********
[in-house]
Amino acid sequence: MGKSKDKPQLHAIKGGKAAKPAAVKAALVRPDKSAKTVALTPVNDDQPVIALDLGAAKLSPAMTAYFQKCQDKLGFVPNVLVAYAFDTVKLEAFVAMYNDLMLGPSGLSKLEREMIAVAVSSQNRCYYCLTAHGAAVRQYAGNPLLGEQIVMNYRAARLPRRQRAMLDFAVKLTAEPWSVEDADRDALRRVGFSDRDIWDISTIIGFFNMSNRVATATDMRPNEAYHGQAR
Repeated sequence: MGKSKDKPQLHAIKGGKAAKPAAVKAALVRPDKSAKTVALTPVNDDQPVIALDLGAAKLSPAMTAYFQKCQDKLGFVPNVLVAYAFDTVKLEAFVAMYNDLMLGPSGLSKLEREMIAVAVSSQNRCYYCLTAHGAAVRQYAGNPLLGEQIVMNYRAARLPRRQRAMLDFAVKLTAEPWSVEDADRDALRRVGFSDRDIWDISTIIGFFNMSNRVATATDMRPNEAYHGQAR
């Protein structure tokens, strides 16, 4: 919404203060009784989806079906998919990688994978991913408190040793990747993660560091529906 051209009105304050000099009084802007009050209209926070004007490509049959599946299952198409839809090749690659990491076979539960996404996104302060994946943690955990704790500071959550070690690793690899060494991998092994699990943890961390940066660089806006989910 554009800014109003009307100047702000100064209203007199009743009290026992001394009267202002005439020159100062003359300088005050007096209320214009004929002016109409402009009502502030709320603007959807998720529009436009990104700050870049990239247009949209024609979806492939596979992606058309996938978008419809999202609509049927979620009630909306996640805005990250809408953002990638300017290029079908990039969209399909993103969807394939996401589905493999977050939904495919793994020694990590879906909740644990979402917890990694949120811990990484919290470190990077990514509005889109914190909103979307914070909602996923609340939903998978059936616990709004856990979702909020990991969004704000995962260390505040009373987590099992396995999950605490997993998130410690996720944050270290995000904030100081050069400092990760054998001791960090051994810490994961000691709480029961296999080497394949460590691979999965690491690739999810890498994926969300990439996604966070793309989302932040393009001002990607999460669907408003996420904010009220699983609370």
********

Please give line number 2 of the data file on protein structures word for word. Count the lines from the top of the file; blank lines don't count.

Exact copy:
Amino acid sequence: MGKSKDKPQLHAIKGGKAAKPAAVKAALVRPDKSAKTVALTPVNDDQPVIALDLGAAKLSPAMTAYFQKCQDKLGFVPNVLVAYAFDTVKLEAFVAMYNDLMLGPSGLSKLEREMIAVAVSSQNRCYYCLTAHGAAVRQYAGNPLLGEQIVMNYRAARLPRRQRAMLDFAVKLTAEPWSVEDADRDALRRVGFSDRDIWDISTIIGFFNMSNRVATATDMRPNEAYHGQAR